Sunday, 5 July 2009


I've spent the last day thinking about why, one single bad day out threw me into such a bad, depressed, angry mood.
I think it's because it surprised me, and took me back to reality, and I don't like this reality. Which reality, you may ask. Well, a real reality, in which I'm not a bouldering monster, I'm not as strong as I'd like, I'm not as good as I whish, and I don't even crush hard problems the way true monsters do.
My big big mistake has been, thinking that I was the shit. Thinking that, because I sent a couple of project this past winter and I did a few other problems in familiar areas recently, I was at the top of the game, of my game.
Surprise surprise, I'm not the shit, I'm just shit.
I am absolutely average, and every time I step into the gym I'm reminded about this: I stand speechless as climbers that I judge not strong repeat my problems, sometimes very very easily. I know that I change alot when on rock, but I should stop thinking about myself as a strong mofo just because I can do a couple of one armers or deadhang an edge.
Reality is, that I am and feel weak. My fingers feel weak, my body feels weak, and if I keep setting my own problems at the gym, instead of trying to crush other people's ones, is that I can't do their problems.
In the lonesome comfort of the fingerboard, or alone under the 60° wall I feel less weak and closer to a wad, but only in confrontation one can find self confidence.
I went to Amiata secure of my success and came home shocked about how poorly I did. Where does the truth lie? I don't know, I think it lies between Font 6a and 8c. I am somewhere in there, hopefully closer to the bigger number (just in numerical terms, because in climbing terms I'm closer to 6a than to 8c), but what is really important is the direction of my movement. I feel that I'm not exactly moving backwards, but I'm not sure I'm moving forward and I don't like this feeling. I think I am a bit tired of training for so little climbing, then I tell myself that I'm working for my goals, for my two problems at the Dolomites of this (rainy) summer, then for my hopefully longer stay in UK. But it's very hard, because I know that I could reap some reward, even in my poor climbing state, and that could push my mood up.
Anyway, one thing came to my mind very clearly today: I have to embrace more deeply this discipline, I have to be more serious and even more dedicated, not in terms of time put into it, but in terms of faith and behaviour. Living the monk life comes to my mind, and I am pretty sure to understand Big Malc's thoughts of when he sent and named that problem.
When Keith came here, he sent one problem that he called "Giorni Scuri" (Dark Days), a very big gift for me, because it was dedicated to my, and to his, and to ours, dark days spent dangling from fingerboards in chalky bedrooms, or yelling in cold cellars. Those dark days made possible for me to find myself on top of that problem on my second go of the day, one thing once thought almost impossible.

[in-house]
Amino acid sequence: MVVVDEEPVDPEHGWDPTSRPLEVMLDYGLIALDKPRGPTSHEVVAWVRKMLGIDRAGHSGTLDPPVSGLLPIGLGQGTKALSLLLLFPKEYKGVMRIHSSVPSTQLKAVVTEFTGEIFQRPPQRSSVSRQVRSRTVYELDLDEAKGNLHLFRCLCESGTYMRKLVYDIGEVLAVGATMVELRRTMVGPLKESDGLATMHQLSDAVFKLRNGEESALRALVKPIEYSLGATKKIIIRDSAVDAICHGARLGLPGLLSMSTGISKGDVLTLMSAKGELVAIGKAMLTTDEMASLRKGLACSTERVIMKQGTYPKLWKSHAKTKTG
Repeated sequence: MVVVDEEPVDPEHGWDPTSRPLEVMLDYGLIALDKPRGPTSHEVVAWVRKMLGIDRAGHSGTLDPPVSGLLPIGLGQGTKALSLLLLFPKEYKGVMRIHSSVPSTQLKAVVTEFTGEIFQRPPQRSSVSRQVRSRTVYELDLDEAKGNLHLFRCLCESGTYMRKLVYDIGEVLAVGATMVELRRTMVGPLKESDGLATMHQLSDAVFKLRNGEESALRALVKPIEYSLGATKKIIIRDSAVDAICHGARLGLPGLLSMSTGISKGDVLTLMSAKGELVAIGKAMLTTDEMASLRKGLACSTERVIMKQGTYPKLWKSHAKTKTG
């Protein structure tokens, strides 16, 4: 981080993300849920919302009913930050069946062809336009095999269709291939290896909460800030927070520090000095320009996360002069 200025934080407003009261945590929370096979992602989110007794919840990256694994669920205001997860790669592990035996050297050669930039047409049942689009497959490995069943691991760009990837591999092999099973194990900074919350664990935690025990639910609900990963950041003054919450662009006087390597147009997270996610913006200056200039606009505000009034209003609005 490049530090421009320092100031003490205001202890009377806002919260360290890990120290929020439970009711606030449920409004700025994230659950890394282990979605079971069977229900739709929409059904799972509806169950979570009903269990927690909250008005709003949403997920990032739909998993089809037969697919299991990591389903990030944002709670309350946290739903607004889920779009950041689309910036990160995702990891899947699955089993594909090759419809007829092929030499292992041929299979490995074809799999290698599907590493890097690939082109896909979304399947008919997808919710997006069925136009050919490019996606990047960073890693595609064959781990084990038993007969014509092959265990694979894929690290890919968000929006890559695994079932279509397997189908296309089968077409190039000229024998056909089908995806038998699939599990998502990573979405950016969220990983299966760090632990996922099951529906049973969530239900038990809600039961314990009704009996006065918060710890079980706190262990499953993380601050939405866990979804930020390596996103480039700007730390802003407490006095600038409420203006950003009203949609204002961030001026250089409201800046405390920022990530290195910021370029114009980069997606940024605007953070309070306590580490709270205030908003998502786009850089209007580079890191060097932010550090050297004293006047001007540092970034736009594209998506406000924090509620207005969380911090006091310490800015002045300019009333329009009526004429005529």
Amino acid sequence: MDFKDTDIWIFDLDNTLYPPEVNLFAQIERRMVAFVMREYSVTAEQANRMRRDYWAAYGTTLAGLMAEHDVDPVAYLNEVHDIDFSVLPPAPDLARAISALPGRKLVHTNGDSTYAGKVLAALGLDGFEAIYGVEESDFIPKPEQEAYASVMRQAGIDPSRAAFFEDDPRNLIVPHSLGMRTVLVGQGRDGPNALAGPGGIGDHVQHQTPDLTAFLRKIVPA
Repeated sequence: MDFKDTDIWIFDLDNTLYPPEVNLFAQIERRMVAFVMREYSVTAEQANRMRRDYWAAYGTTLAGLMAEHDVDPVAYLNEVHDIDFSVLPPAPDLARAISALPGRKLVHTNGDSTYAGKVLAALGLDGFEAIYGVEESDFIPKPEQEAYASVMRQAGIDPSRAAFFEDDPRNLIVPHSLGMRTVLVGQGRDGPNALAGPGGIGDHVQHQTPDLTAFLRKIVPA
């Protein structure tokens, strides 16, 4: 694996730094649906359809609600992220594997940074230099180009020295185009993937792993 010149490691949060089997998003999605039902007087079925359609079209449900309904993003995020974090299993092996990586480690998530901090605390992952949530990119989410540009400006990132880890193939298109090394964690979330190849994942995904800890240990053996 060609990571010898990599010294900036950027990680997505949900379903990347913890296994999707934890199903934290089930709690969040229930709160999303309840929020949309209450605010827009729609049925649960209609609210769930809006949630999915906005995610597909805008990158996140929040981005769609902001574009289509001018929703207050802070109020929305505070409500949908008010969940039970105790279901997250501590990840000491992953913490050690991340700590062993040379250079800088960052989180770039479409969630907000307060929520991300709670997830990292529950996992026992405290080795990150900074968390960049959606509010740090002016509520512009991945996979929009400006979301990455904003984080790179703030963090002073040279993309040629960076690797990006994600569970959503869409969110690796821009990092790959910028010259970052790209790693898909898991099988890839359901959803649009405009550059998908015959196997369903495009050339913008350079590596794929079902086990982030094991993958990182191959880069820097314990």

Somewhere during my walk towards the 8c end of the scale, I lost my dark days, and start living the spotlight days, looking cool in the gym, looking cool at the boulders, writing cocky shit on this diary. The night before going to Amiata the other day, I ate poorly and drank one bottle of champagne, then went to bed almost at 3 am. No wonder I did so badly. It's cool to be a bit gangsta, but only after crushing. Crushing before, champagne later.
The enlightning is to embrace the dark days again, even deeper, and even darker days.
I want to feel the sensation of having power inside myself. I want to think about my fingers in terms of things that can hold onto any hold. I want to find every problem easy. I want to get bored of crushing 8a's and dedicate myself to the quest of power again. If could have a wish from a genius, I'd ask to be the strongest. Sadly, there is no genius, so the only thing that I can so is to try and become the strongest. It's obviously impossible, but I have to try and become stronger than anyone I know, and being it also impossible, I have to try and become stronger than myself.
I don't want to feel weak anymore. I know it will be very difficult, especially with still a bad finger, but the goal is there, and I want to move in that direction. I need to move in that direction because I hate every single second of my last climbing day. I hate the clouds, the soaking humidity, the pain of the pointy holds on my soft tips, the emptiness of my arms, the endless distances between my hands and the target holds, the thought "I can't hold this" that never left my mind. I hate these feelings, I hate those boulders. I also hate myself for losing sight of the real goal, that is just one: progressing. Progressing steadily and endlessly, with no goal line in sight. It's far too easy to sprint when the final line is there, in front of us. The real challenge is to sprint when you still can't see the end.
I want to sprint for a dream again. And I want to do it now. And I want to sleep well because I dedicated my entire self to this pursuit.
Bonne nuit.


Ghostface said...
This comment has been removed by the author.
Ghostface said...

I think the best option at this time of year amidst rancid humidity and squalid gym conditions is to take out some of your savings and buy two seriously good fans. Sip iced isotonic drink with those fans in your immediate environs and focus on those fingerboard holds. Forget about the condition of feeling weak and concentrate on what you're doing. Daydreaming is for daydreamers.